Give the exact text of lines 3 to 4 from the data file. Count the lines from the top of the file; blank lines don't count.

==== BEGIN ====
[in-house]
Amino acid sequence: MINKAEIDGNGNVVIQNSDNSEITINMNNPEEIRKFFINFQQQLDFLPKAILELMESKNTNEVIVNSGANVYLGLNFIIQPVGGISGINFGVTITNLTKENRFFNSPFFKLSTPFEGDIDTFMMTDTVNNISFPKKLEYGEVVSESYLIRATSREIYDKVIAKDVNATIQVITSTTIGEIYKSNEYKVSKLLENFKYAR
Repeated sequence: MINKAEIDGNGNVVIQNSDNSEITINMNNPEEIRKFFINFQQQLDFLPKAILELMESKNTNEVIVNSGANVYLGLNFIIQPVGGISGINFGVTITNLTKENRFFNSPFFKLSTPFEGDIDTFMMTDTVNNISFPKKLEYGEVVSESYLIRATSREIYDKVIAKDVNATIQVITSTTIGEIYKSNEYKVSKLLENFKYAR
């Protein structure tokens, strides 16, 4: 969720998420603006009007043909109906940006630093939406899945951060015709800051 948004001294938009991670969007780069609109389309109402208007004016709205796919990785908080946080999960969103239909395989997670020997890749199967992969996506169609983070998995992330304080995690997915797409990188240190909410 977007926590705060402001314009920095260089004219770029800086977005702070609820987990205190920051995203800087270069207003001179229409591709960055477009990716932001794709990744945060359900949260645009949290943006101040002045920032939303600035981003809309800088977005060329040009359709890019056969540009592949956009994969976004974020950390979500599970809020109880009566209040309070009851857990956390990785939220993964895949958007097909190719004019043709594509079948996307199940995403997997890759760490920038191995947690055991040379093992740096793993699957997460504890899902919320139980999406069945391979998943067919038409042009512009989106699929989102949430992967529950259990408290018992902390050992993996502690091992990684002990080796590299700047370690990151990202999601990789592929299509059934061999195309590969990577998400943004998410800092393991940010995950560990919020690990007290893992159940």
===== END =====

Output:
Repeated sequence: MINKAEIDGNGNVVIQNSDNSEITINMNNPEEIRKFFINFQQQLDFLPKAILELMESKNTNEVIVNSGANVYLGLNFIIQPVGGISGINFGVTITNLTKENRFFNSPFFKLSTPFEGDIDTFMMTDTVNNISFPKKLEYGEVVSESYLIRATSREIYDKVIAKDVNATIQVITSTTIGEIYKSNEYKVSKLLENFKYAR
């Protein structure tokens, strides 16, 4: 969720998420603006009007043909109906940006630093939406899945951060015709800051 948004001294938009991670969007780069609109389309109402208007004016709205796919990785908080946080999960969103239909395989997670020997890749199967992969996506169609983070998995992330304080995690997915797409990188240190909410 977007926590705060402001314009920095260089004219770029800086977005702070609820987990205190920051995203800087270069207003001179229409591709960055477009990716932001794709990744945060359900949260645009949290943006101040002045920032939303600035981003809309800088977005060329040009359709890019056969540009592949956009994969976004974020950390979500599970809020109880009566209040309070009851857990956390990785939220993964895949958007097909190719004019043709594509079948996307199940995403997997890759760490920038191995947690055991040379093992740096793993699957997460504890899902919320139980999406069945391979998943067919038409042009512009989106699929989102949430992967529950259990408290018992902390050992993996502690091992990684002990080796590299700047370690990151990202999601990789592929299509059934061999195309590969990577998400943004998410800092393991940010995950560990919020690990007290893992159940």